Why? Because any payment on a debt restarts the clock on the statute of limitations.
Each state has a statute of limitations on debt. Usually between 4-6 years, the statute means you cannot legally be forced to pay debts beyond this point. (The notable exception to this is a federal student loan or an IRS debt. Those almost never go away.) So once the 3-6 years is up, you are no longer responsible for paying back the debt.
Unless, of course, you make a payment. Then, you're on the hook again for another 3-6 years.
So how do you know if it's past the statute of limitations? Well, first, check find out what your state's magic number is.
But there is another good way to sniff out a soon-to-elapse debt. When a collections company suddenly starts contacting you with promises of severely reduced amounts, it's a good guess that they're desperate to collect before time runs out.
See, collections agencies pay pennies on the dollar for the charged off accounts. And their people work mostly, if not completely, on commission. So if they're suddenly willing to take thousands of dollars less than what you owe, it's usually their last shot at payment.
Let me just say, I firmly believe that people should pay off the debts they create. I think this nation would be in much better financial shape if this were the guiding principle. Instead, I see an awful lot of Americans talk about bankruptcy as casually as a dentist appoint: Not something they love to do, but easy and relatively harmless.
So, please, don't use the statute of limitations on debt for evil. If you can afford to pay off your debt, do it.
But if you are in a financially tight situation -- and that means no savings, no lattes, no nothing -- then you should check your state's law before making any kind of deal with a debt collector.
Rule 3: Don't assume being innocent will protect you
So you get a letter from a debt collection company. You know it's not your debt. You weren't even in the state when this happened! So you can just toss the letter and go on about your merry way, right?
Ignoring a debt collections letter is as good as giving the agency a green light. You have to refute your responsibility in writing. You need to put in a letter that this debt is not your debt and you will not accept responsibility for it.
Once the company receives this notice, it may not contact you further about the debt until it has furnished proof -- usually in the form of a debt report.
When you send the letter, it's a good idea to use tracking confirmation and/or return-receipt request. This way, you have evidence that the letter was, in fact, received by the company.
Rule 4: Don't assume that having paid off/refuted a debt will protect you
Liz Pulliam Weston talks a lot about zombie debt. This is debt that won't die. You can pay it off, or even successfully refute that it's yours, but you'll probably hear about it again.
If you know this isn't your debt or that the statute of limitations is up, it may be in your best interest to hang up. At most, you should state that the statute of limitations is over/the debt is not yours/you have paid that debt. But, really, if you say nothing, then the company has nothing to use against you.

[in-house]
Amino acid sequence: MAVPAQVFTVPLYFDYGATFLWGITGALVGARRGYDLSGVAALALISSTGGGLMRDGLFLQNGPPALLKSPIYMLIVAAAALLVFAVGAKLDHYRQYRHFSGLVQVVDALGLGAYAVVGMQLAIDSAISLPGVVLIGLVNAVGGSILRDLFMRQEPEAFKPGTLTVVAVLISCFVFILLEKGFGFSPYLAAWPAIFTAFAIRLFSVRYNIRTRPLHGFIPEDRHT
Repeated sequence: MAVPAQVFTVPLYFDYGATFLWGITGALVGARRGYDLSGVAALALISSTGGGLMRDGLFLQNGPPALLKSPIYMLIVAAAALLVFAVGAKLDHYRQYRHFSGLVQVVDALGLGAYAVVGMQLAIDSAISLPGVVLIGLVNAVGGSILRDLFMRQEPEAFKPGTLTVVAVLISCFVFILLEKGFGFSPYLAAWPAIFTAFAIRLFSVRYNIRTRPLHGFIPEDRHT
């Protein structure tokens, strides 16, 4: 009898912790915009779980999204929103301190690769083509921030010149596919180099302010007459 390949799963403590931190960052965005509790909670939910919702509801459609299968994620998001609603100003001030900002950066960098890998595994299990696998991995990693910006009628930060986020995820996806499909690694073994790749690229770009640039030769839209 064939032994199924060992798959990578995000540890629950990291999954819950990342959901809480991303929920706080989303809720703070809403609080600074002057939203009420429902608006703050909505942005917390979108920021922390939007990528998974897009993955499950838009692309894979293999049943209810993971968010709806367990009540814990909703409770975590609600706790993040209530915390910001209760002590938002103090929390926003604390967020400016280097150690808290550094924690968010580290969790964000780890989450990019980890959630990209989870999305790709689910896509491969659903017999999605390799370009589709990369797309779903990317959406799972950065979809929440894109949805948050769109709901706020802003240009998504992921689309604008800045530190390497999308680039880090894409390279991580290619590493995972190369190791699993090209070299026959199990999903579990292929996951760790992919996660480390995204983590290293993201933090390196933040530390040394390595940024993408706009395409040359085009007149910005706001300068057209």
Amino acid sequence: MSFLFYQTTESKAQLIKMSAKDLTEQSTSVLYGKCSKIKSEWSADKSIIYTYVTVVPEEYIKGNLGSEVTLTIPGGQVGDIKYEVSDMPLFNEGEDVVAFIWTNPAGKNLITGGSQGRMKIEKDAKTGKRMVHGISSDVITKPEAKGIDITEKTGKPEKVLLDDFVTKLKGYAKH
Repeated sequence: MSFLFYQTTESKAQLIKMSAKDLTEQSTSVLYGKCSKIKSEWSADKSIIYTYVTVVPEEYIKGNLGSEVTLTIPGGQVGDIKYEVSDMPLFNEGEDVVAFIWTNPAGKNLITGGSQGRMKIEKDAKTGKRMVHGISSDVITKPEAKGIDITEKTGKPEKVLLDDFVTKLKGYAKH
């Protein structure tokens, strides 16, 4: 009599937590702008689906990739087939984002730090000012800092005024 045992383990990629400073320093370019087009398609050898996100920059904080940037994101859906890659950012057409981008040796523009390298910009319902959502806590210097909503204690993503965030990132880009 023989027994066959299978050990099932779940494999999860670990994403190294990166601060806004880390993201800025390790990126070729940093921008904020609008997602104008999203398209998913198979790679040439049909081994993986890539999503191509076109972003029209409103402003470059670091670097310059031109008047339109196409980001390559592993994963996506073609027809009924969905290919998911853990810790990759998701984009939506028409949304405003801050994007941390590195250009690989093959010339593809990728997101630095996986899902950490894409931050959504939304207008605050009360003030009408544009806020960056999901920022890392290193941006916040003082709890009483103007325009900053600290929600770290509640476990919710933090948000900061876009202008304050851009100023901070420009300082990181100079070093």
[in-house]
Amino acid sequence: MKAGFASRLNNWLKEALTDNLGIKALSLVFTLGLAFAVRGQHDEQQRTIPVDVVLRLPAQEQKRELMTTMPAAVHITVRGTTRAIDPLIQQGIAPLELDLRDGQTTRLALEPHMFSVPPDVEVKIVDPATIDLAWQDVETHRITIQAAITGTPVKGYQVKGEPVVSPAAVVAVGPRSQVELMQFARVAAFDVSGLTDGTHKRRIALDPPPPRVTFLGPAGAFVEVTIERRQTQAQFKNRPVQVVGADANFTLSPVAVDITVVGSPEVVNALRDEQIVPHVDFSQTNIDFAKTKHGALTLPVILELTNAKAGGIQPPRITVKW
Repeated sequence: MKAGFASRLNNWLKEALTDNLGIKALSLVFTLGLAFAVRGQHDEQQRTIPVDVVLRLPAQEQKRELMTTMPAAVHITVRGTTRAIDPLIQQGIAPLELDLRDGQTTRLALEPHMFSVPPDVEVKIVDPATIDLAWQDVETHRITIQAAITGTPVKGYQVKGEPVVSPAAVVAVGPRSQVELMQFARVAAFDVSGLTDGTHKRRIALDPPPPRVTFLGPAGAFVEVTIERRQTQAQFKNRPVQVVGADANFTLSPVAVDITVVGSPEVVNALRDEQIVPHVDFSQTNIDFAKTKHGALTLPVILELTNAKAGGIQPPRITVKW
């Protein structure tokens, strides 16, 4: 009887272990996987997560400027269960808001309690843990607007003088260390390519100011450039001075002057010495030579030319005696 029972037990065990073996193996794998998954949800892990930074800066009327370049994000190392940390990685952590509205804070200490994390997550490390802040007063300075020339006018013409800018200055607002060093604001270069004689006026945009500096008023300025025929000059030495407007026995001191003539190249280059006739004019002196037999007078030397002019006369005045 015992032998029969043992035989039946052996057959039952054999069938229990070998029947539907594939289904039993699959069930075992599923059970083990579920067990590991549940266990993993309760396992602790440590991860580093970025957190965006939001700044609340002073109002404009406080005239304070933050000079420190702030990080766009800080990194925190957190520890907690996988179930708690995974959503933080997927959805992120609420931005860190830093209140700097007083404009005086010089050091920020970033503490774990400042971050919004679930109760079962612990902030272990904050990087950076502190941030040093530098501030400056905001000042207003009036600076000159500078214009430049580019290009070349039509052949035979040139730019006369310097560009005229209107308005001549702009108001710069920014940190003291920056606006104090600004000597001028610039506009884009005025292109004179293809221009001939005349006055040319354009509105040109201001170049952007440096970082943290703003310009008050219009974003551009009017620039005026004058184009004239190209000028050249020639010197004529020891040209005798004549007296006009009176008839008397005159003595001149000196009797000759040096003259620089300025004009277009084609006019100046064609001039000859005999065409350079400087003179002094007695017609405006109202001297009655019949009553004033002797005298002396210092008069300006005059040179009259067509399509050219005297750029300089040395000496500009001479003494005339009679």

Should the company keep contacting you, it's a good idea to go ahead and send a letter again, asking for the collections attempt to cease and desist.
You have rights under the Fair Debt Collection Practices Act. It's important that you know what they are.
For example, a debt collector may not use profanity or threats. This happens more often than you might expect. I suppose it's the idea of obedience through fear. It's yet another reason that some agents avoid mentioning their company name. You can't report them if you don't know who called you.
Debt collectors cannot contact you at obviously inconvenient times, such as before 8 a.m. and after 9 p.m. They must also stop calling at work if you make it clear that your employer disapproves of your receiving calls there.
They may not threaten to have you arrested, exaggerate the amount owed, or otherwise make false statements.
Because these practices do happen, it's important to keep a log as soon as a debt collector contacts you. Be sure to get the name of the company and the agent. Note the date and time, as well as contact method. Summarize what was communicated to you, along with any response you make.
If the agency continues to abuse your rights after you've asserted them, contact your state's Attorney General and/or the FTC. These entities can give you a better idea of how to proceed, including whether you should engage a lawyer. (If you win a lawsuit, you are entitled to damages and up to $1,000. The Act does not specify, but in some cases, the plaintiff has been awarded $1,000 per contact that is in violation.)
I hope that answers some questions about debt collections. Feel free to chime in with your own advice and/or experience with debt collectors. If there's something I left out, feel free to ask!